- People, processes, and technology that handle cardholder data or sensitive authentication data.
- Network devices i.e. wired and wireless, servers, computing devices, and applications.
- Virtualization components, i.e., virtual machines, virtual switches/routers, virtual appliances, virtual applications/desktops, and hypervisors, etc. that accepts, transmits, and store cardholder data.
With all of these things in mind, now it’s time to get into the nitty-gritty of PCI DSS so you can understand its compliance requirements.
What Are the Main Components of PCI DSS?
These data security stands contain a set of security rules and guidelines for all the businesses that accept, process, and store the customers’ payment card details. When the merchant implements the required guidelines, their business is considered to be PCI DSS compliant. All the major payment card brands have made it mandatory for the merchants to be PCI DSS compliant. The main purpose of PCI DSS compliance is to:
- Protect the end-users’ card data,
- Mitigate the risk of various financial and identity frauds, and
- Determine the merchant’s liabilities in an unfortunate event of a cyber-attack.
Creators and Administrators of PCI DSS
PCI DSS was created by the five major card companies, i.e., Visa, MasterCard, American Express, American Express, and JCB. The first draft (called PCI DSS version 1.0) was released in 2004. In 2006, these companies established the Payment Card Industry Security Standards Council (PCI SSC) for the administration and development of the PCI DSS.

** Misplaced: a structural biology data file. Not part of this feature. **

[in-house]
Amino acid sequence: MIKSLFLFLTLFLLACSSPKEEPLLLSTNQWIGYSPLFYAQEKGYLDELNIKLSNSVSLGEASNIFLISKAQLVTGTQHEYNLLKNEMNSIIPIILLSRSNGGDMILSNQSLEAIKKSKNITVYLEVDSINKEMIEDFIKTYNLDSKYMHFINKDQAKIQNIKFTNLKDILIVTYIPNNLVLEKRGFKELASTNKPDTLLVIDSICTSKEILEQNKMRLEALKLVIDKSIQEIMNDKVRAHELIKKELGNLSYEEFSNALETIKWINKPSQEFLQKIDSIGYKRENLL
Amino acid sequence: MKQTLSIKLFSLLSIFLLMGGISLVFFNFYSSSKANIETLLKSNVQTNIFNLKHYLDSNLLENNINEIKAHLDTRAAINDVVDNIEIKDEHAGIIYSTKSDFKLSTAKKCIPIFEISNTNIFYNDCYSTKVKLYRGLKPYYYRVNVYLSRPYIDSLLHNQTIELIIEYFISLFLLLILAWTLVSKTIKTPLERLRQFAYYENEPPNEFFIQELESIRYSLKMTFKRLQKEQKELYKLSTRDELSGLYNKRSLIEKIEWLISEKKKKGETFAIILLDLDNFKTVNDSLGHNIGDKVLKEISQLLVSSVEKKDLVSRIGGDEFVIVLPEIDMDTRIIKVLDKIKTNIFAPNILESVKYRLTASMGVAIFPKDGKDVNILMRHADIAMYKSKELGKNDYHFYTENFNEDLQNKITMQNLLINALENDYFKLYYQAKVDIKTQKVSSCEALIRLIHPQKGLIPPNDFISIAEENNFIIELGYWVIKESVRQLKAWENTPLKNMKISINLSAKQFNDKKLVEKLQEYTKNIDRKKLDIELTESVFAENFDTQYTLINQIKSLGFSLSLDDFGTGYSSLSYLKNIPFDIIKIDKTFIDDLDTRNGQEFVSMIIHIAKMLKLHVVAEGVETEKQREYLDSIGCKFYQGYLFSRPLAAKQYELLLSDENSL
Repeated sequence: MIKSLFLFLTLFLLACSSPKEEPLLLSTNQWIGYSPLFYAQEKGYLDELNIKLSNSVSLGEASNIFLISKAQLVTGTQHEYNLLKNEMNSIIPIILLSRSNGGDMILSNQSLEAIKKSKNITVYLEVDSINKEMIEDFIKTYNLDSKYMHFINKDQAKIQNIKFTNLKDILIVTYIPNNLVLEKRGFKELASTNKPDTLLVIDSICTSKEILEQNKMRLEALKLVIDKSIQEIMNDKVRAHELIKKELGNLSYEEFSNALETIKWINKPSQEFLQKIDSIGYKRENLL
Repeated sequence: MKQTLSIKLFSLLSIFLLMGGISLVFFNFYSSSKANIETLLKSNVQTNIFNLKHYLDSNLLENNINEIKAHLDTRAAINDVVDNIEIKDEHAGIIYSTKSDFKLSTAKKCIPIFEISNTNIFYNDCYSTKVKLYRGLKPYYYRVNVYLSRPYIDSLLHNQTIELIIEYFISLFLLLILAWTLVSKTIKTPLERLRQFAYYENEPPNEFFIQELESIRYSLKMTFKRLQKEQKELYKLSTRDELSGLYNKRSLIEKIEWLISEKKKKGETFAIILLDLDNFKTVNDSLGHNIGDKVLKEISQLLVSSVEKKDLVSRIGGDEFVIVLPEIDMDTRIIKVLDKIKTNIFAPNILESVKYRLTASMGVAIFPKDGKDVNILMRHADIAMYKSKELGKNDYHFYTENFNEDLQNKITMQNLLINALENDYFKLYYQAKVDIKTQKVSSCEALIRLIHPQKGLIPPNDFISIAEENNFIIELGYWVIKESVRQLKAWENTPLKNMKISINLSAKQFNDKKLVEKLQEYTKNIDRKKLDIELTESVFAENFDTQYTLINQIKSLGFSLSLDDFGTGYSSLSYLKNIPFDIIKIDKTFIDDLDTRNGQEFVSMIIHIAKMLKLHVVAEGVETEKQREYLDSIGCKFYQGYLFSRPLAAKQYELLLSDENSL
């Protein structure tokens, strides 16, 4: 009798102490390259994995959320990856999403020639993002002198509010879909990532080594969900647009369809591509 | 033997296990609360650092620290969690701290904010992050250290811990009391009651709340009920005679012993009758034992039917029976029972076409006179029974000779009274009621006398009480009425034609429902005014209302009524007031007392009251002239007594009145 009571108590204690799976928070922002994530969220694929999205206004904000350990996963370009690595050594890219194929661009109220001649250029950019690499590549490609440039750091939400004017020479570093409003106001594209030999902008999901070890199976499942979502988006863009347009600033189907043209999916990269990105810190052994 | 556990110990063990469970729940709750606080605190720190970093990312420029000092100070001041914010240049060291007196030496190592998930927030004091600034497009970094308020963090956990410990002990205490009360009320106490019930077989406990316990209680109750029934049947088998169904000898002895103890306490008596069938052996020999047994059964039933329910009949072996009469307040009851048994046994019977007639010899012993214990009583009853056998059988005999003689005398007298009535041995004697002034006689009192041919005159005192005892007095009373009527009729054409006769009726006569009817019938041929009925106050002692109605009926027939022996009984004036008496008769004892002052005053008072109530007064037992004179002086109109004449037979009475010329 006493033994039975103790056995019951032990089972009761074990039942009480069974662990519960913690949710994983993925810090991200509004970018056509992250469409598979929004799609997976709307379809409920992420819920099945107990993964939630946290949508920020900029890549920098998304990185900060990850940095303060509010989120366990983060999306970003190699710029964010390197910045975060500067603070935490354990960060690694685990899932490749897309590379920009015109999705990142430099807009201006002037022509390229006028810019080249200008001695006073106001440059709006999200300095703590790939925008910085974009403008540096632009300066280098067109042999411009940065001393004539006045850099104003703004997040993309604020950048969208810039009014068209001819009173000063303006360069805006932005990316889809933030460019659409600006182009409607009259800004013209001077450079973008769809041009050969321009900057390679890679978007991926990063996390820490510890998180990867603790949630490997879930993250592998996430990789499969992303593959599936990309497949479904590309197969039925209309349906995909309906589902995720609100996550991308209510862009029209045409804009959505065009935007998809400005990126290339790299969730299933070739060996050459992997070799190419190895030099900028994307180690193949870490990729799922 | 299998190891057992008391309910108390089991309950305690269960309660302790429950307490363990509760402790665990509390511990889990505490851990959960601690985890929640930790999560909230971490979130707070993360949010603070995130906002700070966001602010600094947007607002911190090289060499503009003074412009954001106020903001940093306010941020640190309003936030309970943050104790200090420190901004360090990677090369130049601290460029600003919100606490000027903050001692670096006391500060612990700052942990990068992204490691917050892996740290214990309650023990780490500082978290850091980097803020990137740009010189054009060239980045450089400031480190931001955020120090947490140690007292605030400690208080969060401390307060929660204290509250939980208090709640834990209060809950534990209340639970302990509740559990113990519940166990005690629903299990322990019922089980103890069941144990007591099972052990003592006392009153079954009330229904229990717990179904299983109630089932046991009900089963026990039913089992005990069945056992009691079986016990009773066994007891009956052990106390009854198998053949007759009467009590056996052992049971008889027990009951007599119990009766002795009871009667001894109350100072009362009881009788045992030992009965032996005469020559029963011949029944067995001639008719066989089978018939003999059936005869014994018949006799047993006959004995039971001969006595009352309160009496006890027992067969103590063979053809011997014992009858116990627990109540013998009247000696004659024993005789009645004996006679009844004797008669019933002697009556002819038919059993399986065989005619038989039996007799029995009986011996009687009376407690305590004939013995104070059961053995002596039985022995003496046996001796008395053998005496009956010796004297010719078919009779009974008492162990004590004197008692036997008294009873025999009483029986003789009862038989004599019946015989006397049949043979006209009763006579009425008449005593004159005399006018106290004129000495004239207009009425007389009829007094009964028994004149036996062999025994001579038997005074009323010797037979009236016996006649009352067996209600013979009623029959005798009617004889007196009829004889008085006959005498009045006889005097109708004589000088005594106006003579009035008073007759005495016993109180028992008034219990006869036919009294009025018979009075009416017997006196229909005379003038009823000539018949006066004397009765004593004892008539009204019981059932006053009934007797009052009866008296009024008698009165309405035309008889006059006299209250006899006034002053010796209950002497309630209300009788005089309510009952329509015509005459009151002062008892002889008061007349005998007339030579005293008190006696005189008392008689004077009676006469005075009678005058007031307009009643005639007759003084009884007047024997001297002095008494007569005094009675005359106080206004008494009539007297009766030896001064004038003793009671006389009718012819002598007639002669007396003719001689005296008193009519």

Any private organization can register with the council and provide their suggestions to revise and further develop the PCI DSS. The latest updated version, PCI DSS 3.2.1, was released in 2018.
Legal Requirements and Enforcement of PCI DSS
In the United States, firms are not legally required to be compliant with PCI DSS by federal law. But they do refer to PCI DSS’s guidelines to check the security structure strength of the firms and to determine the firms’ liabilities in the events of cybercrime or data breach incidents. Three states — Nevada, Minnesota, and Washington — have incorporated the PCI DSS into state laws.
However, the card scheme has set fees and penalties if the merchants were not PCI DSS compliant at the time of data breach. These penalties can be as below.
It’s important to note, however, that compliance is not enforced by the PCI Security Standards Council. Instead, enforcement is the responsibility of the payment card companies themselves (VISA, Mastercard, etc.).
PCI Compliance Levels
Do you need to follow all the requirements stated in the PCI DSS? No! It has set the compliance levels based on the number of transactions a business encounters every year. So, if you’re a small business or a startup, you will need to follow only the basic set of rules as required in the compliance level set by your card issuer.